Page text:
(Reuters) - Software company Microsoft Corp. said on Tuesday it had filed 26 lawsuits that allege computer dealers sold illegal software.
The filings are part of the company's effort to crack down on intellectual property piracy, reports Trend.
The lawsuits, filed in Colorado, Georgia, Illinois, New Jersey, New York, Ohio and South Carolina, allege that the computer resellers pirated software or installed unlicensed software on computers they sold, Microsoft said.
"Our message should be made very clear by today's lawsuits," Mary Jo Schrade, senior attorney at Microsoft, said in a news release.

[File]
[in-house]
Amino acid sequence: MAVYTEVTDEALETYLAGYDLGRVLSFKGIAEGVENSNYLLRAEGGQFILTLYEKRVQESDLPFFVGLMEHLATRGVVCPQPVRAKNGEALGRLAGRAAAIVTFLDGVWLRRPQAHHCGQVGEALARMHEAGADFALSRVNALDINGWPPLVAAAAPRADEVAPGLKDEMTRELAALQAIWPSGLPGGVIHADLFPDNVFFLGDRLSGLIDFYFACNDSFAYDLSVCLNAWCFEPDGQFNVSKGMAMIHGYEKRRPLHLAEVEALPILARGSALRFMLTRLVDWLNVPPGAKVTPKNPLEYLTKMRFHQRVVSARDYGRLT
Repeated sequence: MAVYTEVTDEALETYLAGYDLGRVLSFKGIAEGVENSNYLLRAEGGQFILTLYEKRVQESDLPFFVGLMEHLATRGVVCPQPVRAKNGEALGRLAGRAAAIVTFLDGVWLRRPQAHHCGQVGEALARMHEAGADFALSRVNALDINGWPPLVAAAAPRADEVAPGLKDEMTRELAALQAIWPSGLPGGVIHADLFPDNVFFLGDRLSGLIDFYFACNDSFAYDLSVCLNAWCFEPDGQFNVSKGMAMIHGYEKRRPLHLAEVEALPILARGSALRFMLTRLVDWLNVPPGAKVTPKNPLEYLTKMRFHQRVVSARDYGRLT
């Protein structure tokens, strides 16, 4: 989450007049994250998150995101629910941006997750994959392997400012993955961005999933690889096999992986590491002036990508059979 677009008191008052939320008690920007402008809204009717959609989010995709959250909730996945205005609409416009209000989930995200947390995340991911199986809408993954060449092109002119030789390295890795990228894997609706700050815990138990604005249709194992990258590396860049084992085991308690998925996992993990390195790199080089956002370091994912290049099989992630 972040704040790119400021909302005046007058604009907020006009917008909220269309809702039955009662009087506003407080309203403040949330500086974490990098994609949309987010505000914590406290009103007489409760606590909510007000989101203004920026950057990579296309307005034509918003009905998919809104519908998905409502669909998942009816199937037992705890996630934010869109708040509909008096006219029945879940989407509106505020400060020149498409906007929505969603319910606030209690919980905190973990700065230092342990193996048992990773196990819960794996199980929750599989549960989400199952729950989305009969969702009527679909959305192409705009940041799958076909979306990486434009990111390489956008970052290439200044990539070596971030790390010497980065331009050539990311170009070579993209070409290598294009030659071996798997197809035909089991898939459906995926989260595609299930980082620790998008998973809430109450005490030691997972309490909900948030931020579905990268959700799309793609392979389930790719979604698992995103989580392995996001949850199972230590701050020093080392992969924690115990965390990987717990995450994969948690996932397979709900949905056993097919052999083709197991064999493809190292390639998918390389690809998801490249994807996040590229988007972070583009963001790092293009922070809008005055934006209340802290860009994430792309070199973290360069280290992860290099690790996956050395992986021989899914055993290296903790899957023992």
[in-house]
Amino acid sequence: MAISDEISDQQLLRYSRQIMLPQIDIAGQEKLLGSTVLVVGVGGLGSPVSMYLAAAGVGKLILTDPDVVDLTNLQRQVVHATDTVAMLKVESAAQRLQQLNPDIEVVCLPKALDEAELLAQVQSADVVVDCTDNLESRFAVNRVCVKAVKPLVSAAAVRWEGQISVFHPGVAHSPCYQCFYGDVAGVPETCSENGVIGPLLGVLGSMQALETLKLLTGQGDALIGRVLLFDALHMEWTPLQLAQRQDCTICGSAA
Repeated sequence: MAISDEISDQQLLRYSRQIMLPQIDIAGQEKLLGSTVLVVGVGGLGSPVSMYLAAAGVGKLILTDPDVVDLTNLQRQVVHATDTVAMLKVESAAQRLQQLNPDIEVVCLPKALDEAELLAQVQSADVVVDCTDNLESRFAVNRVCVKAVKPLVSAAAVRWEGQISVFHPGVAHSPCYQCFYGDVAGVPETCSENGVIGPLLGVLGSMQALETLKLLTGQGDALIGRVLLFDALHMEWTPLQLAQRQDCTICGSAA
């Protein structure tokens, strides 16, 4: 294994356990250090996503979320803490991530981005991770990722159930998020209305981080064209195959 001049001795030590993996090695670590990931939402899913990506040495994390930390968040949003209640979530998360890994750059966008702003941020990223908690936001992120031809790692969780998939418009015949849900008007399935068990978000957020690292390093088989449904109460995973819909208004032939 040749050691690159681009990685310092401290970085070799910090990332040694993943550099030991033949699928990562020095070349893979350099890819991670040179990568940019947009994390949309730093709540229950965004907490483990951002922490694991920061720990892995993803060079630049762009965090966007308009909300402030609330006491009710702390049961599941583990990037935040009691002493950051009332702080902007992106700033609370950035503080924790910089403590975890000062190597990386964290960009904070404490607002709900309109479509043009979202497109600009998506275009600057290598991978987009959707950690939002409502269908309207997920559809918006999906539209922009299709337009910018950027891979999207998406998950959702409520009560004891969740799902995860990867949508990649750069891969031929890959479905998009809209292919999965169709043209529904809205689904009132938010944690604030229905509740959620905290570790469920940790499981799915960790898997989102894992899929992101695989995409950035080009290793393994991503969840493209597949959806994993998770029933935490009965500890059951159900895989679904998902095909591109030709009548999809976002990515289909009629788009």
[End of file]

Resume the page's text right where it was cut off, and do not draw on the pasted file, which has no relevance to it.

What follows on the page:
"We are committed to finding the unscrupulous dealers of pirated software and making piracy a business model that doesn't work."
Microsoft gathered evidence for these cases through the use of a program that is similar to a secret shopper concept. As part of its test purchase program, the company buys hardware and software from computer dealers across the country and then tests the software and software components to determine their authenticity, it said.
Shares of Microsoft ended up 19 cents or 0.85 percent at $22.48 on the Nasdaq on Monday.